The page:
Fine just isn’t good enough

This is not a Beef Roulade, this is an M&S beef roulades filled with spinach and Buffalo ricotta
This is not a Beef Roulade, this is an M&S beef roulades filled with spinach and Buffalo ricotta

Marks and Spencer have been fighting back over the last few years with their strong campaign that says “its not just a thingy, its an M&S thingy” and it has felt like its been working. I only say this, because a brand essence has been really embedded when you hear kids and adults alike using the expression in everyday conversation.

Now M&S have been trying to help us in these recessionary times by reducing te price of the ‘Dine IN’ menu from £15 to £10.

But I have often argued on here and in other places that it will only work if the product your are peddling is actually as good as you promise.

Father’s Day yesterday and after a nice walk, what could be nicer than popping into our local M&S for their ‘Dine in for £10 deal’? Great idea but incredibly bland (at best and horrid at worst) food and that for me, is the start of the decline for the whole of the M&S brand.

We decided to start with the Beef Roulade.

mmmm Sounds nice.

It’s not a normal Beef Roulade remember, its an M&S beef roulades filled with spinach and Buffalo ricotta, served in a sweet vine ripened tomato sauce. (random capitalisation followed exactly from the packaging).

Unfortunately it wasn’t nice. It was pretty horrible and had the texture of a rolled up beefburger with some tangy cheesy peas stuffed up the middle of it.

The pudding was fine, the wine was fine and even the new potatoes were fine. But that’s it, they were just fine.

Fine is just not good enough. Fine is failing. Fine is forgettable and fine is feeling like I won’t bother next time.

To maintain or even grow a brand you have to do brilliant stuff, over and over again.

In the paraphrased words of Tony Parsons from his book Man and Wife, you have to allow your customers to fall in love over and over again.

When you make brand promises as big as M&S have been making, you have to not only wine and dine them, you have to be the perfect date, who brings flowers to you, says nice things to the future in laws and remembers all the little brothers and sisters birthdays. You have to be perfect. Not fine. Perfect.

My dine in for £10 meal was far from perfect. The main course wasn’t even fine.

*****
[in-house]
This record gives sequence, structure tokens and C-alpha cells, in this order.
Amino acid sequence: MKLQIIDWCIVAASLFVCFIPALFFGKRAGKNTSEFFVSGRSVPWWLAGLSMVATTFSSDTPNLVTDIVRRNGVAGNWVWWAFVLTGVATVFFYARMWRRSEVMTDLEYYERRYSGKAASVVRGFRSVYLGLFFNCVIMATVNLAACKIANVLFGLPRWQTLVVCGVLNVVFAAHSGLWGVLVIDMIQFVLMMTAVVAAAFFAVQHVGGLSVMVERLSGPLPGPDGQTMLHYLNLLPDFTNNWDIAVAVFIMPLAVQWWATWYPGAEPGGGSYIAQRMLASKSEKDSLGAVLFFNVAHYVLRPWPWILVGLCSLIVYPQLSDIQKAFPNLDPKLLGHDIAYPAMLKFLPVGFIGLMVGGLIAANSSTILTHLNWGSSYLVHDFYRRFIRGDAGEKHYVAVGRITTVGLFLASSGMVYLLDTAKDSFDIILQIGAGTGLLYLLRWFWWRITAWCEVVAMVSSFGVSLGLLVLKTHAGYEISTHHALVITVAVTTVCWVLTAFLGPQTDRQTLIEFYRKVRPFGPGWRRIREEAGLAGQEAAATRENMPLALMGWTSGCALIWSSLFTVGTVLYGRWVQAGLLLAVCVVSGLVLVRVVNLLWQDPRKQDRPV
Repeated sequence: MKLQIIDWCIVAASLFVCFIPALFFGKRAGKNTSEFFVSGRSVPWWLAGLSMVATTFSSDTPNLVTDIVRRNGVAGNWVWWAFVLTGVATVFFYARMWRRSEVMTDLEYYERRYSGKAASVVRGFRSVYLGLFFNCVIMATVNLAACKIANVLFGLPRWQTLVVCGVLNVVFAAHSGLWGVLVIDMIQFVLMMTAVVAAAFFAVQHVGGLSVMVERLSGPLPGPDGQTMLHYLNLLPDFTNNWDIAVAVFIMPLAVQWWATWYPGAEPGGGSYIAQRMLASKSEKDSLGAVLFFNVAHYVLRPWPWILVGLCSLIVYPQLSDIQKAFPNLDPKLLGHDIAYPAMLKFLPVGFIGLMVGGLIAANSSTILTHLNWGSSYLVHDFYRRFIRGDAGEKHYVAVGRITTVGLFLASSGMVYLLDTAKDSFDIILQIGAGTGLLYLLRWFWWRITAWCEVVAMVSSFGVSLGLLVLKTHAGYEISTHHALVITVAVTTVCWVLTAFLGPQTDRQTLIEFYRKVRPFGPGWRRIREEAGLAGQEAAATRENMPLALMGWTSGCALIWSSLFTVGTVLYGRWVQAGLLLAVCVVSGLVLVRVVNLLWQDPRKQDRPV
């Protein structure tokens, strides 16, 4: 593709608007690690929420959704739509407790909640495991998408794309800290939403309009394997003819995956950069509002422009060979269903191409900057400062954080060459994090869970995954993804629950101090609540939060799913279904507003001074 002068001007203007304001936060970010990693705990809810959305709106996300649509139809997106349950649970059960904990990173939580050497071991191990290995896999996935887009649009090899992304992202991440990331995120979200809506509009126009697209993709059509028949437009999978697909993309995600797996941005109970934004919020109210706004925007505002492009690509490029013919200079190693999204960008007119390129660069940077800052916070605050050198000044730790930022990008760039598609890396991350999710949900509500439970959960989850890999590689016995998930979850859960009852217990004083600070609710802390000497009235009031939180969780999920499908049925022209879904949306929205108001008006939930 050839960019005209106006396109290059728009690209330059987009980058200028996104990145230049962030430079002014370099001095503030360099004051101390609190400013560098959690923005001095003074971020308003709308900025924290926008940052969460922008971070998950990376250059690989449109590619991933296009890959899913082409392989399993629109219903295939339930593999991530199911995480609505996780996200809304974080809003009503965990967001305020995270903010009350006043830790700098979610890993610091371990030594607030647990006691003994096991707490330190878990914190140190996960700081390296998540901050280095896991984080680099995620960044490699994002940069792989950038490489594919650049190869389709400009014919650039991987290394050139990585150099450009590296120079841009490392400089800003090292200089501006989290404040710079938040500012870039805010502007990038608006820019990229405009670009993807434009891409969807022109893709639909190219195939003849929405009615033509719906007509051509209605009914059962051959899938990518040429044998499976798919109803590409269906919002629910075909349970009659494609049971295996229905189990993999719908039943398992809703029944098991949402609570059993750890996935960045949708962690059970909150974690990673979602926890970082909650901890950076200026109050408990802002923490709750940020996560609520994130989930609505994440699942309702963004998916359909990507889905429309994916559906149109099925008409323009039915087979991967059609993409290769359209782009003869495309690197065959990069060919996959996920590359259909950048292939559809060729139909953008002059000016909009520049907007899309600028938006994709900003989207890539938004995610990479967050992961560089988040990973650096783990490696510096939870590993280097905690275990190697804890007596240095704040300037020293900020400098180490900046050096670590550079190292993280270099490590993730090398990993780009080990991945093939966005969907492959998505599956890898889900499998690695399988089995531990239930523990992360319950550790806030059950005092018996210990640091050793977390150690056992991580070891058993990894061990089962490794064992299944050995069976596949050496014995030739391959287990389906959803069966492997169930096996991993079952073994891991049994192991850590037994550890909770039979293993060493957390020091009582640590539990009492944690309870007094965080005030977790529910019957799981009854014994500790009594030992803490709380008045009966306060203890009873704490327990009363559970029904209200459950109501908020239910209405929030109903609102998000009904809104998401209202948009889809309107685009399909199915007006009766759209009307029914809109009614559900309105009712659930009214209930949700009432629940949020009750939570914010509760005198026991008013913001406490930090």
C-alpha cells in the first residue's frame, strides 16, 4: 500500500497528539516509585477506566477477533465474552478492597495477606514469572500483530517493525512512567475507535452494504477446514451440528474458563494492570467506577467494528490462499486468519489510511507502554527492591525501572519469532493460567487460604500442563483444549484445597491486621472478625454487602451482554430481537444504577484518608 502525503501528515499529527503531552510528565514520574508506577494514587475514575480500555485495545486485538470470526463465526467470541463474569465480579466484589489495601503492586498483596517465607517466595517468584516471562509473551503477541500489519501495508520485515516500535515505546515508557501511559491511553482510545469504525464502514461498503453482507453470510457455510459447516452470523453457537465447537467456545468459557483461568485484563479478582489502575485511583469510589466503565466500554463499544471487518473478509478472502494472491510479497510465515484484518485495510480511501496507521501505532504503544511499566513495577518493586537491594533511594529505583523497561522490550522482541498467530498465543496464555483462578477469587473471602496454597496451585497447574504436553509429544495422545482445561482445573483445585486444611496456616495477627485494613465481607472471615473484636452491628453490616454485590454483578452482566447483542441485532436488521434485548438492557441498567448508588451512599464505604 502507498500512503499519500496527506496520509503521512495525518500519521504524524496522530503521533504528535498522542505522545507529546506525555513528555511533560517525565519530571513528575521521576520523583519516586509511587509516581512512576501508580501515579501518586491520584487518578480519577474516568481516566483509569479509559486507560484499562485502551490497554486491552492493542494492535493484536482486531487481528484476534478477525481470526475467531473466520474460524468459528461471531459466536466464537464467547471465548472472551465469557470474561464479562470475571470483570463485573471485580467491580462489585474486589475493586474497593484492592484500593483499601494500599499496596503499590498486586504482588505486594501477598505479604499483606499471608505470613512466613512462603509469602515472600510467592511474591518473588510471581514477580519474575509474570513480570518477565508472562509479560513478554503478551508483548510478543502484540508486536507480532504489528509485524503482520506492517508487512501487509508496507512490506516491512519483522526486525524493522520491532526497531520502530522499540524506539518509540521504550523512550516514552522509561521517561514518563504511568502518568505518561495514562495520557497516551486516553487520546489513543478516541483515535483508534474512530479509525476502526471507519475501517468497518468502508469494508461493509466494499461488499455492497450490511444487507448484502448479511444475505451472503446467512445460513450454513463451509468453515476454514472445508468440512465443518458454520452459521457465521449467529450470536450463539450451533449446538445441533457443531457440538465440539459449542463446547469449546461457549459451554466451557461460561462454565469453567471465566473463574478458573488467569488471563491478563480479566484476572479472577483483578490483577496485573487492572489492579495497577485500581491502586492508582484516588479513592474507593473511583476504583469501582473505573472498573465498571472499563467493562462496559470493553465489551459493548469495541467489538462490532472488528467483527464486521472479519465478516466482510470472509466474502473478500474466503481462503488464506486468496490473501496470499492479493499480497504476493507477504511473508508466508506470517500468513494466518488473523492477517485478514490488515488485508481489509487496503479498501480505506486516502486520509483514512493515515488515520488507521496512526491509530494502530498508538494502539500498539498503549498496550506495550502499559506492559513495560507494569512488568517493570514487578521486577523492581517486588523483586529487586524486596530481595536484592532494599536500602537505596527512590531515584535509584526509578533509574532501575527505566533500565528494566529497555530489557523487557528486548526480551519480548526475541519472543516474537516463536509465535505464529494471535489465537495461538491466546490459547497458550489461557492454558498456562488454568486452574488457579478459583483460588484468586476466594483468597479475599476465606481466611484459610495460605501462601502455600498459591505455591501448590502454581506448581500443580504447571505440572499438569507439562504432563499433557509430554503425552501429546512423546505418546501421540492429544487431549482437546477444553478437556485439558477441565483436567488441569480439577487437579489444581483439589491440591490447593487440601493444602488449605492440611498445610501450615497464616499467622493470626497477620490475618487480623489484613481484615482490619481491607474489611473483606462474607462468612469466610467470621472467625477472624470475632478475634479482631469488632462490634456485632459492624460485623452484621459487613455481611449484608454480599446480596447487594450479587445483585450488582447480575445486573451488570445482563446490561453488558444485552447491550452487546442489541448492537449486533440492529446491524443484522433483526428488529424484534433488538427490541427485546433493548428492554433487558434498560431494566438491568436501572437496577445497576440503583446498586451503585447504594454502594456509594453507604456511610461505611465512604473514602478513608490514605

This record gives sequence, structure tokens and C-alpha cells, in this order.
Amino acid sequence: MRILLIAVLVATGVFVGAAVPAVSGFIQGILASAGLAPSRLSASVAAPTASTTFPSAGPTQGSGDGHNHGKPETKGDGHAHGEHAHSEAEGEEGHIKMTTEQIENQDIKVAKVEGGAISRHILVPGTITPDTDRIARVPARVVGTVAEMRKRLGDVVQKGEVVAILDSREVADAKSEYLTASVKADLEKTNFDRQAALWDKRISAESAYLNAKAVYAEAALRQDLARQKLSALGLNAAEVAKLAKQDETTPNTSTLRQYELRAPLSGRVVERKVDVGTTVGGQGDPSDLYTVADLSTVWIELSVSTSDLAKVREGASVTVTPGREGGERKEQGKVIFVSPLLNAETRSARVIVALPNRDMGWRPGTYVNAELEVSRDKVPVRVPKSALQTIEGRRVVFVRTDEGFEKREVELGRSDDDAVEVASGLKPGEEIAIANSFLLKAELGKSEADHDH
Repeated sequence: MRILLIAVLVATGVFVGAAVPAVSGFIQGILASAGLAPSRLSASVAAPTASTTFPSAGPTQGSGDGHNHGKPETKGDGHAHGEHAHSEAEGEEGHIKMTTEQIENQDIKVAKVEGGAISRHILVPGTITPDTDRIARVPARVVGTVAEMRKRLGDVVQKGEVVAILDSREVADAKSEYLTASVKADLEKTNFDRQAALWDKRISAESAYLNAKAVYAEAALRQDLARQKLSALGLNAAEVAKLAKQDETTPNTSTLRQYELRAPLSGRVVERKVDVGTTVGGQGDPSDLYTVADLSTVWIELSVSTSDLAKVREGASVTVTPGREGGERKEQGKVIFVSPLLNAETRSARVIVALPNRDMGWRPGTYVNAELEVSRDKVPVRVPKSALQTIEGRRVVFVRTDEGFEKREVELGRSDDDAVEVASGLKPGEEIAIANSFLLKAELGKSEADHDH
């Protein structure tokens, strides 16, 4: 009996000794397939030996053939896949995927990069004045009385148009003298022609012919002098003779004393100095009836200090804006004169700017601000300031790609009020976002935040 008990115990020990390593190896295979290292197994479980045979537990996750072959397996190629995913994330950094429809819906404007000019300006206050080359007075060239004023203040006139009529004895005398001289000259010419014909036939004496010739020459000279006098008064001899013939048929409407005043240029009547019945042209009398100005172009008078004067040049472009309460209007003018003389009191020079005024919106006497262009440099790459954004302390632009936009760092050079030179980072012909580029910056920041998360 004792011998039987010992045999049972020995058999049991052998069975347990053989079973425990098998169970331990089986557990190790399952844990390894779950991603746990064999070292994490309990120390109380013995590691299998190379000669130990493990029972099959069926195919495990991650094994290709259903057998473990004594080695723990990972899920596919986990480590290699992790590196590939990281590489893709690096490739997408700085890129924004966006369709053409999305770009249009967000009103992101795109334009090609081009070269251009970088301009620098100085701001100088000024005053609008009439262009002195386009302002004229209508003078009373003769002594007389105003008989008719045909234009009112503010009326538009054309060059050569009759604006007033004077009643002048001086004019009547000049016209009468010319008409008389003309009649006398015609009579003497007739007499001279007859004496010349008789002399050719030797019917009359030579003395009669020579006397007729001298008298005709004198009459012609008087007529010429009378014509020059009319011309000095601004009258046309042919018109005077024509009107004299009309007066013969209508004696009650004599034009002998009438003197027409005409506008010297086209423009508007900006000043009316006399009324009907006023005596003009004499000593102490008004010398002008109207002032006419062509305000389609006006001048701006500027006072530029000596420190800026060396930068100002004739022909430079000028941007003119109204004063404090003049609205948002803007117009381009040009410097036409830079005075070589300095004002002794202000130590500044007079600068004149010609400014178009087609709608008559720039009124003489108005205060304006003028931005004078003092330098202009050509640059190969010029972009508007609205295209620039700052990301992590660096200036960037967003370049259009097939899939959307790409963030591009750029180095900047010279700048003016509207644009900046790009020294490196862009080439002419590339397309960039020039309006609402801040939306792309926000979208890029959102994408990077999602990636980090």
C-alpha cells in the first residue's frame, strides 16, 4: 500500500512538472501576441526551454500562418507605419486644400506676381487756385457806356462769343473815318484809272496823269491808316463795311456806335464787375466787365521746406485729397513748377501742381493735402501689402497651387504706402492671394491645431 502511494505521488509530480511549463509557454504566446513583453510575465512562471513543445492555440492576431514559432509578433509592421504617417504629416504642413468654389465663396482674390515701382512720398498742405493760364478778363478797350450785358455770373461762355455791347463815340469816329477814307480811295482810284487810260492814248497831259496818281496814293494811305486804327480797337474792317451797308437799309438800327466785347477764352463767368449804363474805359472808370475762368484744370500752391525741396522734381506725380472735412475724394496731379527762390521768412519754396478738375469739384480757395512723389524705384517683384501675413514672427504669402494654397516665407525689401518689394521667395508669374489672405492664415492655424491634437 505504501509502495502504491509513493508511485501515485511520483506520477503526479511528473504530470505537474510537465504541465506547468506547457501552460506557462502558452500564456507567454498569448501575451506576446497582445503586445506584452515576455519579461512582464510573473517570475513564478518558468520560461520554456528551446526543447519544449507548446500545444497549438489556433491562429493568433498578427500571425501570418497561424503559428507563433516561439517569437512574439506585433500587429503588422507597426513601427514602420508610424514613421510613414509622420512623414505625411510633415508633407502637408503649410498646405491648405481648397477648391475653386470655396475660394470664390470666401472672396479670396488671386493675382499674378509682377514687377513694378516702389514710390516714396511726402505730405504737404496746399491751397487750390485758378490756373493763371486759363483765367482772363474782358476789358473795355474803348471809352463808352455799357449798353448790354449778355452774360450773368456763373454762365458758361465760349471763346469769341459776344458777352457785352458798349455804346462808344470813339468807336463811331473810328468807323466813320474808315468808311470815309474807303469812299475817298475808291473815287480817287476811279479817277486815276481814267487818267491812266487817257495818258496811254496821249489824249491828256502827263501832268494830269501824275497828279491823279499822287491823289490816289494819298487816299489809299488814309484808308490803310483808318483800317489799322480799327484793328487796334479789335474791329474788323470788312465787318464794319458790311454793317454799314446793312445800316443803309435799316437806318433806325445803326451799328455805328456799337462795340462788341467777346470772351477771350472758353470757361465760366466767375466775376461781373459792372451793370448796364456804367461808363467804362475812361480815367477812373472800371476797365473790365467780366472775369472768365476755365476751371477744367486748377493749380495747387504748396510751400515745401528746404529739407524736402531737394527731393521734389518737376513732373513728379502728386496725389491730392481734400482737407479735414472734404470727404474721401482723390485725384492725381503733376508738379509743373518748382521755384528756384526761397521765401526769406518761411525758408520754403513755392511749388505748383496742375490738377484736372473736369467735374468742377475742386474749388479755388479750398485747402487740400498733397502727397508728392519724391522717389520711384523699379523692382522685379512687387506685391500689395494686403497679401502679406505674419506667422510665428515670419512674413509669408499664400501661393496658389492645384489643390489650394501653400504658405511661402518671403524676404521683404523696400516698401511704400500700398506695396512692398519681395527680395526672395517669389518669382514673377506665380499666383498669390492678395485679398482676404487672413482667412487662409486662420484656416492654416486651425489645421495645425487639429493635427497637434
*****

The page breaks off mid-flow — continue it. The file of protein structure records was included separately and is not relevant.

It wasn’t just a meal and it wasn’t just an M&S meal, it was an entirely forgettable M&S meal.

Innovate or its gonna be roadkill

It seems obvious to most of us that unless we innovate with our brands we die, but why do so many organisations and brand owners slowly drift into mediocrity? Branding is far more than changing logos, it’s about renewing the entire presentation of an organisation to its customers or agreed target audience, who may become customers of the future.

The Little Chef brand in UK is a great example. Their Olympic breakfast used to be exceptional but year by year it became less Olympian and more local track event. Bits started dropping off and others became ‘extras’ pretty soon a simple breakfast became a £10 plus extortion.

By the time they drafted in ‘expert’ Heston Blumenthal of Fat Duck fame, who is quite obviously a brilliant chef, but as far removed from a motorway service as could possibly be imagined, the cheese had most definitely moved. It was so far gone that no amount of PR could bring it out of hiding.

Over almost ten years there was a generational change (or neglect) that meant an entire new audience grew up NOT using Little Chef as their roadside café of choice.

The rather excellent site Motorway services info rates Motorway services over a number of different ratings to do with cleanliness, friendliness and pricing and then rather weirdly. gives them a burger related rating.

Tebay in Northumberland always wins because the owners – as it is amazingly, still privately owned – care enough to keep renewing their offer and ensuring their staff are behaving as they would want, the prices are what they would be happy to pay and the showers are ones they would even use themselves.

Bottled water in most services is actually much more expensive than petrol or diesel (at over £1.50 per litre) and in these value aware times, most people are wising up and either bringing their own ‘value’ products (from home, from Aldi or even from taps) that the likes of Moto will soon start to seriously struggle unless they renew, and renew fast.

I drive thousands of miles on Britain’s motorways and for me the biggest mover of cheese (and pickle and ham etc etc) has been Marks and Spencer. The arrival of their brand in services has brought a new price structure and a level of quality only seen before in the likes of Tebay.

There is nothing new in marketing and ever was thus. The clearest example we were given whilst training in marketing at college was the Swiss watch industry being decimated by Swatch. They just didn’t see the competition coming from electronics. Whilst they haven’t quite died, the volumes of mechanical Swiss watches is far smaller than in the 60’s.

Brands have to innovate, in any industry. The road to LONG TERM branding success is littered with glorious failures and quiet disappearances, but if it can happen at the roadside, where could it happen to you and your brand – more importantly, what are you doing to ensure that you move the cheese before the others realise it has even moved.

Ps if you want read the ‘Who moved my cheese’ book that I refer to in this article, click below.

Who Moved My Cheese?: An Amazing Way to Deal with Change in Your Work and in Your Life by Spencer Johnson